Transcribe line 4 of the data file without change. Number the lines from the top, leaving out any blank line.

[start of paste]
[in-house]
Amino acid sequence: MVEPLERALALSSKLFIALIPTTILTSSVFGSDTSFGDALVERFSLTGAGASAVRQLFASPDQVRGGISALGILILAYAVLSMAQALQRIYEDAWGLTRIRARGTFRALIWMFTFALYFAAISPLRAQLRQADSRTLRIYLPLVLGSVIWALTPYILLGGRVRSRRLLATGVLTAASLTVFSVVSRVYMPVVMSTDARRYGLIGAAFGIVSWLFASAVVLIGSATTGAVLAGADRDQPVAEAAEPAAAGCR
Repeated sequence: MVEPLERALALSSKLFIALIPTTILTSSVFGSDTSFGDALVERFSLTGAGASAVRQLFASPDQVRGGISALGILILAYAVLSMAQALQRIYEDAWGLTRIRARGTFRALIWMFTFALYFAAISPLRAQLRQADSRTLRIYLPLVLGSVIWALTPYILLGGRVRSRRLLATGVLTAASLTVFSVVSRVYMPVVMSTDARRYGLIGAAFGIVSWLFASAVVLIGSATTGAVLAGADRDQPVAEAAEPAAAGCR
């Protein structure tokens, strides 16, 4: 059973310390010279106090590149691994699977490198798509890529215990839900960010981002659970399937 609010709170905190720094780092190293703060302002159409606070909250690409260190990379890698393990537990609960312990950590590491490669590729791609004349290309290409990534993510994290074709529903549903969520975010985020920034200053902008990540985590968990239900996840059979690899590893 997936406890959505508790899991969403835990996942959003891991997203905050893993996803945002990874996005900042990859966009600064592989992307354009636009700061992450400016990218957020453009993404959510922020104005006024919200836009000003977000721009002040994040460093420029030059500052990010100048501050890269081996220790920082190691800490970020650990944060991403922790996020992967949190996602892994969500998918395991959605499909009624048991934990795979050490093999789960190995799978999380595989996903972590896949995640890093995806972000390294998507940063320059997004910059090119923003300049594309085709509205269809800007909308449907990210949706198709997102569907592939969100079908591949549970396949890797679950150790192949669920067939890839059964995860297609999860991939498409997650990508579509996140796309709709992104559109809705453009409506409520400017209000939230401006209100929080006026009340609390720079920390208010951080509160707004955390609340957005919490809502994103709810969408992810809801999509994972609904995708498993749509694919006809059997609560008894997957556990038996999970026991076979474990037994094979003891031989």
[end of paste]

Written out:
């Protein structure tokens, strides 16, 4: 059973310390010279106090590149691994699977490198798509890529215990839900960010981002659970399937 609010709170905190720094780092190293703060302002159409606070909250690409260190990379890698393990537990609960312990950590590491490669590729791609004349290309290409990534993510994290074709529903549903969520975010985020920034200053902008990540985590968990239900996840059979690899590893 997936406890959505508790899991969403835990996942959003891991997203905050893993996803945002990874996005900042990859966009600064592989992307354009636009700061992450400016990218957020453009993404959510922020104005006024919200836009000003977000721009002040994040460093420029030059500052990010100048501050890269081996220790920082190691800490970020650990944060991403922790996020992967949190996602892994969500998918395991959605499909009624048991934990795979050490093999789960190995799978999380595989996903972590896949995640890093995806972000390294998507940063320059997004910059090119923003300049594309085709509205269809800007909308449907990210949706198709997102569907592939969100079908591949549970396949890797679950150790192949669920067939890839059964995860297609999860991939498409997650990508579509996140796309709709992104559109809705453009409506409520400017209000939230401006209100929080006026009340609390720079920390208010951080509160707004955390609340957005919490809502994103709810969408992810809801999509994972609904995708498993749509694919006809059997609560008894997957556990038996999970026991076979474990037994094979003891031989």